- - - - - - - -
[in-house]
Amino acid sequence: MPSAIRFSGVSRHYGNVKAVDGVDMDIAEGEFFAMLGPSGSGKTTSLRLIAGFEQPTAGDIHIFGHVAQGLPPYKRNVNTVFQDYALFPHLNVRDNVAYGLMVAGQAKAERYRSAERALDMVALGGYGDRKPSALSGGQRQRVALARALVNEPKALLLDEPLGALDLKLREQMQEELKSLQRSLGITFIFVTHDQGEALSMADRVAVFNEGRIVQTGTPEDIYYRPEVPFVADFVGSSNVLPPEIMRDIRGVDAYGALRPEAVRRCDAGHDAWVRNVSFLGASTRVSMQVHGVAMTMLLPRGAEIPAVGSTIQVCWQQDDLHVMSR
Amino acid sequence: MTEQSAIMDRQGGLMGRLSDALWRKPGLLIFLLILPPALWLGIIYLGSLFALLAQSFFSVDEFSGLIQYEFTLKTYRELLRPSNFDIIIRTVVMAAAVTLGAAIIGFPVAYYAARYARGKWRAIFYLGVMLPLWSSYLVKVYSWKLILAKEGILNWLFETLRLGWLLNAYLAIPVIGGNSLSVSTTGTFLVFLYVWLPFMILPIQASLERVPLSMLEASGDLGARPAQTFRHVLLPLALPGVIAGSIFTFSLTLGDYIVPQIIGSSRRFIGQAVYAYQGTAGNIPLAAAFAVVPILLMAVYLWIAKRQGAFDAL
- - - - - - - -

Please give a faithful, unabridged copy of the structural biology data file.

[in-house]
Amino acid sequence: MPSAIRFSGVSRHYGNVKAVDGVDMDIAEGEFFAMLGPSGSGKTTSLRLIAGFEQPTAGDIHIFGHVAQGLPPYKRNVNTVFQDYALFPHLNVRDNVAYGLMVAGQAKAERYRSAERALDMVALGGYGDRKPSALSGGQRQRVALARALVNEPKALLLDEPLGALDLKLREQMQEELKSLQRSLGITFIFVTHDQGEALSMADRVAVFNEGRIVQTGTPEDIYYRPEVPFVADFVGSSNVLPPEIMRDIRGVDAYGALRPEAVRRCDAGHDAWVRNVSFLGASTRVSMQVHGVAMTMLLPRGAEIPAVGSTIQVCWQQDDLHVMSR
Amino acid sequence: MTEQSAIMDRQGGLMGRLSDALWRKPGLLIFLLILPPALWLGIIYLGSLFALLAQSFFSVDEFSGLIQYEFTLKTYRELLRPSNFDIIIRTVVMAAAVTLGAAIIGFPVAYYAARYARGKWRAIFYLGVMLPLWSSYLVKVYSWKLILAKEGILNWLFETLRLGWLLNAYLAIPVIGGNSLSVSTTGTFLVFLYVWLPFMILPIQASLERVPLSMLEASGDLGARPAQTFRHVLLPLALPGVIAGSIFTFSLTLGDYIVPQIIGSSRRFIGQAVYAYQGTAGNIPLAAAFAVVPILLMAVYLWIAKRQGAFDAL